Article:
Global warming: 44 ways climate change harms human health

Reports show that death, disease and other health problems linked to Earth's crisis are rising rapidly

Health problems tied to climate change are all getting worse as threats from food and water insecurity, heatwaves and infectious diseases are exacerbated.

The Lancet Countdown delivers a bleak assessment of a future blighted by extreme temperatures and rising health threats.

The annual reports commissioned by The Lancet medical journal tracked 44 global health indicators connected to climate change, including heat deaths, infectious diseases and hunger.

Climate change is here and we're already seeing it damaging human health across the world,” said Anthony Costello, executive director of The Lancet Countdown. “As the Covid-19 crisis continues, every country is facing some aspect of the climate crisis too.”

This year's reports, billed as “code red for a healthy future”, highlight dangerous trends:

  • Vulnerable populations — older people and the very young — were subject to more time in dangerous heat last year. For people over 65, the researchers calculated there were 3 billion more “person-day” exposures to extreme heat than the average from 1986 to 2005.
  • More people were in places where climate-sensitive diseases can flourish. Coastline areas warm enough for the Vibrio bacteria increased in the Baltics, the US north-east and the Pacific north-west in the past decade. In some poorer nations, the season for malaria spreading mosquitoes has expanded since the 1950s.

“Code Red is not even a hot enough colour for this report,” said Stanford University tropical medicine professor Dr Michele Barry, who was not part of the study team. Compared with the last Lancet report, “this one is the sobering realisation that we’re going completely in the wrong direction.”

In the US, heat, fire and drought caused the biggest problems. An unprecedented Pacific north-west and Canadian heatwave hit this summer, which a previous study showed could not have happened without human-induced climate change.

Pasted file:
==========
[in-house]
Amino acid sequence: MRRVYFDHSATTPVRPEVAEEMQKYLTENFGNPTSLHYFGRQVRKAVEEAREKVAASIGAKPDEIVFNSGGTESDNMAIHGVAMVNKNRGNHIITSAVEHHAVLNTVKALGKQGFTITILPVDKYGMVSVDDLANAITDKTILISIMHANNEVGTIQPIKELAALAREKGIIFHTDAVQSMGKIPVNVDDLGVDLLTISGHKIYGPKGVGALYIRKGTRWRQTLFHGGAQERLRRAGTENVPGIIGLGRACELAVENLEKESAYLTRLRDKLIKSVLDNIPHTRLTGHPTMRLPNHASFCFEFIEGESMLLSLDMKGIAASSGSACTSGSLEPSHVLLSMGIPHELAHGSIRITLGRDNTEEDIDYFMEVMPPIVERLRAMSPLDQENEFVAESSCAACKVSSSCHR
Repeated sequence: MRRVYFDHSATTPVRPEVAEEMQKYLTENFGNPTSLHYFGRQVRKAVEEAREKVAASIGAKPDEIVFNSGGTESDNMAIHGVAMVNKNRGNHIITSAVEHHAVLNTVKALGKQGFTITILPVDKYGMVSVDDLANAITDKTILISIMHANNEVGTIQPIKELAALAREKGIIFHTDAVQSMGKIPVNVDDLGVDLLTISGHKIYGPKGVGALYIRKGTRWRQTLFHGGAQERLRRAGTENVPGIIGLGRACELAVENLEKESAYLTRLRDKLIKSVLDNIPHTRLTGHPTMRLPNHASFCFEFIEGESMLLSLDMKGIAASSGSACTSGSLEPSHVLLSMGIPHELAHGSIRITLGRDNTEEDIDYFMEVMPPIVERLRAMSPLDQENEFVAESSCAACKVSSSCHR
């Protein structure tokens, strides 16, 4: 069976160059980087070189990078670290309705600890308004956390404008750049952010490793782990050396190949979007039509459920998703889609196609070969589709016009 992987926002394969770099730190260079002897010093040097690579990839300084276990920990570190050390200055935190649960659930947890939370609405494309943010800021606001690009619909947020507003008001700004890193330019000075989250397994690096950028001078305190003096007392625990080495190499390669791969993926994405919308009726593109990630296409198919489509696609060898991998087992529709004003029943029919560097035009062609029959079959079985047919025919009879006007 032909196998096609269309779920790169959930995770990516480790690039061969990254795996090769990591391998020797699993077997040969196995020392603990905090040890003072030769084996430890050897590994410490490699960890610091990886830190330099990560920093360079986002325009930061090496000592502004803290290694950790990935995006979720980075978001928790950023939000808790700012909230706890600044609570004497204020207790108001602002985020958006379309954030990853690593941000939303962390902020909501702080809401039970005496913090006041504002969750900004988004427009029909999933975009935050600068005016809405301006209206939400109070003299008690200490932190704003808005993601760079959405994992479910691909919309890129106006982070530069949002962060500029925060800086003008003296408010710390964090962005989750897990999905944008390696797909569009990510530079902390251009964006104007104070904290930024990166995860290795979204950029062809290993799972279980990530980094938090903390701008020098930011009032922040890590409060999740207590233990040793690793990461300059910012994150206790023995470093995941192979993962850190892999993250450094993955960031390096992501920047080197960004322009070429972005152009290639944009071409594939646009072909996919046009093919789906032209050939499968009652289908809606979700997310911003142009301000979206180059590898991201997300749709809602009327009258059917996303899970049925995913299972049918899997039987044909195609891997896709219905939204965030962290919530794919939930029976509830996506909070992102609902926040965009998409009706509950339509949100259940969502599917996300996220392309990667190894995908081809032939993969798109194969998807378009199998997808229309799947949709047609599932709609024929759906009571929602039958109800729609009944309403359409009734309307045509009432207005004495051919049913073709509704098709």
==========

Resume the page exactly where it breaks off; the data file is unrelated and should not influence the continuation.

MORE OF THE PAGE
Study co-author Dr Jeremy Hess, a professor of environmental health and emergency medicine at the University of Washington, said he witnessed the impact of climate change while working at Seattle emergency rooms during the heat.

“I saw paramedics who had burns on their knees from kneeling down to care for patients with heat stroke,” he said. “And I saw far too many patients die” from the heat, he said.

Another ER doctor in Boston said science is now showing what she has seen for years, and she cited asthma caused by worsening allergies as one example.

“Climate change is first and foremost a health crisis unfolding across the US,” said Dr Renee Salas, also a co-author of the report.

George Washington University School of Public Health Dean Dr Lynn Goldman, who was not part of the project, said health problems from climate change “are continuing to worsen far more rapidly than would have been projected only a few years ago.”

The report said 65 of the 84 countries included subsidise the burning of fossil fuels, which causes climate change. Doing that “feels like caring for the desperately ill patient while somebody is handing them lit cigarettes and junk food”, said Dr Richard Jackson, a UCLA public health professor.

Updated: October 21st 2021, 11:28 AM
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